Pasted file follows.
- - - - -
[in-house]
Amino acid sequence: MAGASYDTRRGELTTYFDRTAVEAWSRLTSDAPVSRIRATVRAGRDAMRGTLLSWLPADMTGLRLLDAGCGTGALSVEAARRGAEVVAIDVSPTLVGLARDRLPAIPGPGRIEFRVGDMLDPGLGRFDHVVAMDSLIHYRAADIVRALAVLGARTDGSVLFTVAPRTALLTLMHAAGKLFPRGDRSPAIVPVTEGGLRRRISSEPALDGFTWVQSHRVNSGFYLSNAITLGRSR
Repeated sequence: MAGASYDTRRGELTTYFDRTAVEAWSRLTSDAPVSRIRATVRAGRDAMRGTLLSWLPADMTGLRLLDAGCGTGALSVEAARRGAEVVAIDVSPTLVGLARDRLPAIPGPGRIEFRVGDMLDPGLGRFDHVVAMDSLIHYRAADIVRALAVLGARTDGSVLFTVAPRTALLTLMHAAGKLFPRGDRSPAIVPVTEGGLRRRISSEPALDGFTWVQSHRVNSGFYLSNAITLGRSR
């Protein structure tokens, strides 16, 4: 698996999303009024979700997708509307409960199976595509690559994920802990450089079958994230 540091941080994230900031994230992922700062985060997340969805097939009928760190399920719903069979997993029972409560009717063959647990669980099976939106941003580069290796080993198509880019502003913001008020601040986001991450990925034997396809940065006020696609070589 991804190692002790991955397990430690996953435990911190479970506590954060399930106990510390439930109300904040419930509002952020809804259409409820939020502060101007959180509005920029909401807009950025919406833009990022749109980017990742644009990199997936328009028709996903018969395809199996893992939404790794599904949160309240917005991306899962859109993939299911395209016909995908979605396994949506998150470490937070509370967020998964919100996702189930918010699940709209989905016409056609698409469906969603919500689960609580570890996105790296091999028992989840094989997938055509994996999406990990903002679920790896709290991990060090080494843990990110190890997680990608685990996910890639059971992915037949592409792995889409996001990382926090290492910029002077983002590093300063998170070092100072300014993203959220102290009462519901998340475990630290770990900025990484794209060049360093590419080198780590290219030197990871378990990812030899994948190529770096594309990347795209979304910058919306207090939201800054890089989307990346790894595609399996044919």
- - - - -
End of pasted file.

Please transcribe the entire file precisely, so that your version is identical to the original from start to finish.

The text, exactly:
[in-house]
Amino acid sequence: MAGASYDTRRGELTTYFDRTAVEAWSRLTSDAPVSRIRATVRAGRDAMRGTLLSWLPADMTGLRLLDAGCGTGALSVEAARRGAEVVAIDVSPTLVGLARDRLPAIPGPGRIEFRVGDMLDPGLGRFDHVVAMDSLIHYRAADIVRALAVLGARTDGSVLFTVAPRTALLTLMHAAGKLFPRGDRSPAIVPVTEGGLRRRISSEPALDGFTWVQSHRVNSGFYLSNAITLGRSR
Repeated sequence: MAGASYDTRRGELTTYFDRTAVEAWSRLTSDAPVSRIRATVRAGRDAMRGTLLSWLPADMTGLRLLDAGCGTGALSVEAARRGAEVVAIDVSPTLVGLARDRLPAIPGPGRIEFRVGDMLDPGLGRFDHVVAMDSLIHYRAADIVRALAVLGARTDGSVLFTVAPRTALLTLMHAAGKLFPRGDRSPAIVPVTEGGLRRRISSEPALDGFTWVQSHRVNSGFYLSNAITLGRSR
């Protein structure tokens, strides 16, 4: 698996999303009024979700997708509307409960199976595509690559994920802990450089079958994230 540091941080994230900031994230992922700062985060997340969805097939009928760190399920719903069979997993029972409560009717063959647990669980099976939106941003580069290796080993198509880019502003913001008020601040986001991450990925034997396809940065006020696609070589 991804190692002790991955397990430690996953435990911190479970506590954060399930106990510390439930109300904040419930509002952020809804259409409820939020502060101007959180509005920029909401807009950025919406833009990022749109980017990742644009990199997936328009028709996903018969395809199996893992939404790794599904949160309240917005991306899962859109993939299911395209016909995908979605396994949506998150470490937070509370967020998964919100996702189930918010699940709209989905016409056609698409469906969603919500689960609580570890996105790296091999028992989840094989997938055509994996999406990990903002679920790896709290991990060090080494843990990110190890997680990608685990996910890639059971992915037949592409792995889409996001990382926090290492910029002077983002590093300063998170070092100072300014993203959220102290009462519901998340475990630290770990900025990484794209060049360093590419080198780590290219030197990871378990990812030899994948190529770096594309990347795209979304910058919306207090939201800054890089989307990346790894595609399996044919």